Removing the sod will discourage the grass from growing in your garden. After removing the grass, you will need to dig up the soil using either a spade or a tiller. For best growing conditions, loosen at least six inches of soil. You can usually rent a machine, often called a rototiller, cultivator, or garden tiller, to make this task easier.


Amend the Soil

It is wise to test the soil to determine its organic structure, nutrient content, and pH level. Check with your county agent to get a kit for testing the soil and a recipe to improve your soil. It can be frustrating and counterproductive to try to raise a garden in poor soil.

Using a spade or a garden tiller, work your soil amendments into the top four to six inches. If you cannot get a soil test, mix a bag of well-rotted manure or compost with fertilizer following the application proportions on the fertilizer bag. Mix it into the soil. You may want to add peat moss to improve the soil texture.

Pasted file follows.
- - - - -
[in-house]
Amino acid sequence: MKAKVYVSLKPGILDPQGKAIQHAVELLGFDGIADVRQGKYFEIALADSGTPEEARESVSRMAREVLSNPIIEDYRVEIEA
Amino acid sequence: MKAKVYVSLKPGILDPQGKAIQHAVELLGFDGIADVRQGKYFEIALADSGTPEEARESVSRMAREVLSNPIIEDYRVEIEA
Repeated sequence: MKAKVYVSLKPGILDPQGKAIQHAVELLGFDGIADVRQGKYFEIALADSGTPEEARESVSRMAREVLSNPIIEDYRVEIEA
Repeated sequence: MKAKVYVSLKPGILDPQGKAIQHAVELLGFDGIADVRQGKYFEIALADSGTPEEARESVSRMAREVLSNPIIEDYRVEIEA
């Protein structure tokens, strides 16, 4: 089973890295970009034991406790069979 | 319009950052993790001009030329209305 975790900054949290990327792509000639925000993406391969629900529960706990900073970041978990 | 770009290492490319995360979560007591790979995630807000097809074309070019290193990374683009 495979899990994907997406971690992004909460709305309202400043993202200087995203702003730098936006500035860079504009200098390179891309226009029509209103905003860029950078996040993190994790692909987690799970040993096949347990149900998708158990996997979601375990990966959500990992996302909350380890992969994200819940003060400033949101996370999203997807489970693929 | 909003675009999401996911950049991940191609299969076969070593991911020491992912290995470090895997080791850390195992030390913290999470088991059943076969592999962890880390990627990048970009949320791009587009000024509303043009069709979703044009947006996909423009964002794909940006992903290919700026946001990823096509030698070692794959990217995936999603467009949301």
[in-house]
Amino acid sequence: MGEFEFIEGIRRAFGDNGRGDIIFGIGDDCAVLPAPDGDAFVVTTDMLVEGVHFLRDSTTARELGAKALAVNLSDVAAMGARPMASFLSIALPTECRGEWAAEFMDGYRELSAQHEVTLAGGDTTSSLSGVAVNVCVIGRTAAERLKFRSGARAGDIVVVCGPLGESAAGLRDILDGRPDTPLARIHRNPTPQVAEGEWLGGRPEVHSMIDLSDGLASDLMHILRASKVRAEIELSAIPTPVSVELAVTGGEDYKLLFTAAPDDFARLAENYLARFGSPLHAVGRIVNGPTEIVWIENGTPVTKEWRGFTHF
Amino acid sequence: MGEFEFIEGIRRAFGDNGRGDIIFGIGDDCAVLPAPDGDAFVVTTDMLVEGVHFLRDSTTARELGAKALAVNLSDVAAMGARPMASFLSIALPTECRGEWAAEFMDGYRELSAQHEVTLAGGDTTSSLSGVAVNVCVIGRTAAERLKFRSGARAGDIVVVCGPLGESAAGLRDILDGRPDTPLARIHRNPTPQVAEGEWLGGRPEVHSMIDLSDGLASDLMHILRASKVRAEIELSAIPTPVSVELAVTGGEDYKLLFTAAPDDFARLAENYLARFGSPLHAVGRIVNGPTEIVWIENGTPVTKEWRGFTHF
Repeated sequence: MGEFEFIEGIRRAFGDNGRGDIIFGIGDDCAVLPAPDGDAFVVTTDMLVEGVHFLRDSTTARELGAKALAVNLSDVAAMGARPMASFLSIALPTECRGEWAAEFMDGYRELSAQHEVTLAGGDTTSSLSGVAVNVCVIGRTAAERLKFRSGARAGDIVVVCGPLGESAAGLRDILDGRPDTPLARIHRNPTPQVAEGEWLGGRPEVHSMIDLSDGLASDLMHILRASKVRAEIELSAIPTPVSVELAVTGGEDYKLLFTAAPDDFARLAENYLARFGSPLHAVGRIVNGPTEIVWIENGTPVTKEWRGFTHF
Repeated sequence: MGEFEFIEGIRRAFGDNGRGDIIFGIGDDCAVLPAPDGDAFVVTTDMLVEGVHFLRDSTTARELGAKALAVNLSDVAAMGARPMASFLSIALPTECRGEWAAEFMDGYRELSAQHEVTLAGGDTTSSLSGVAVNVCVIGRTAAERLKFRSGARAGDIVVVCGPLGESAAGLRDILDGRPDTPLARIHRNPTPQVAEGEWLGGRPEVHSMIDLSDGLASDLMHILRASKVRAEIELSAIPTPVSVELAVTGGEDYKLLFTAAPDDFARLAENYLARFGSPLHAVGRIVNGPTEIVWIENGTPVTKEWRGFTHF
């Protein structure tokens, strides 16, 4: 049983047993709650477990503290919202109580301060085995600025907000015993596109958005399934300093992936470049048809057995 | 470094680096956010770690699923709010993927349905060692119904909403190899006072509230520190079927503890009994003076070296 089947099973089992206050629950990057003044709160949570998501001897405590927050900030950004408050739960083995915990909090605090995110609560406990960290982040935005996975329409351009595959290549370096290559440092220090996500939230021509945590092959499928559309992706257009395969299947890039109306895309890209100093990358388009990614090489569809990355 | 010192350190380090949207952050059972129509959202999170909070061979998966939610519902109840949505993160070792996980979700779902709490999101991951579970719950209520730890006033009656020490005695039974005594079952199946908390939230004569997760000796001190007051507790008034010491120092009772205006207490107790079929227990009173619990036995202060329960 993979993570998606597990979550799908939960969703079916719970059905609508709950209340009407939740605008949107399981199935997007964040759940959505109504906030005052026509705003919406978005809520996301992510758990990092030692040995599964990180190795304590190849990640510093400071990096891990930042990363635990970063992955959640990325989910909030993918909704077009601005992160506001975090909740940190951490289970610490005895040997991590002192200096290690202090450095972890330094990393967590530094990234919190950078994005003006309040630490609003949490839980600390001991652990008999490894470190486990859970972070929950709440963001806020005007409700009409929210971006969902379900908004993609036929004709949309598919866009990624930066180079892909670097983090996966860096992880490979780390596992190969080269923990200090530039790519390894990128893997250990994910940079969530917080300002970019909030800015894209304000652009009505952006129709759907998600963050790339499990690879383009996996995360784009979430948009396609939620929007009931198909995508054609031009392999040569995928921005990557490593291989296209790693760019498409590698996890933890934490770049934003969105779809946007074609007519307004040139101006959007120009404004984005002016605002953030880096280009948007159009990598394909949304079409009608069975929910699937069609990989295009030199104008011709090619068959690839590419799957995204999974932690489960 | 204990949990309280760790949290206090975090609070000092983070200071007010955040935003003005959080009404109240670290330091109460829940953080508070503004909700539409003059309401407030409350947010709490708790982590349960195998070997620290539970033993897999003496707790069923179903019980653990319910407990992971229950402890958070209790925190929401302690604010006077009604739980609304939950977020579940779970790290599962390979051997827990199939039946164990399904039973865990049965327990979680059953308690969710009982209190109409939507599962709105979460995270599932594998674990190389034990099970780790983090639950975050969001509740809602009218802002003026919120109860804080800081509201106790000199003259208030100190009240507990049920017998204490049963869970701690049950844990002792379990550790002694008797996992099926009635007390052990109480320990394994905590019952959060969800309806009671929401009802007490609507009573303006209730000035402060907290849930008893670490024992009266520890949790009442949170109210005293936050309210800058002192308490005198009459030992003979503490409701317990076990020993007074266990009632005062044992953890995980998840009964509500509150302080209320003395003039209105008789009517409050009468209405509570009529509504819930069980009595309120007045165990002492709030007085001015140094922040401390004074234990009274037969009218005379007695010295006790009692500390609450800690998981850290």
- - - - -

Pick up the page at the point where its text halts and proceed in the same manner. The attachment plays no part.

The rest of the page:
When using fertilizer, be careful to choose fertilizer designed for vegetable gardening. You will need to add fertilizer throughout the growing season. Consult the recommendations on the packaging or talk to your county agent. Some plants are heavy feeders but others may require much less plant food.

container gardening jbarreiros

Container gardening is great for first time gardeners. Photo credit: jbarreiros Flickr https://flic.kr/p/88iPeq

Raised Gardens and Container Gardens

Raised beds can help overcome many soil problems, like dense clay, rocky composition, or sandy soil. In some areas around Miami, gardeners have very little topsoil over the coral bedrock so raised beds or container gardening is essential. Prepare your soil for success by working enrichments into it. These include peat moss, vermiculite, and fertilizer. You can find a good recipe for gardening soil here.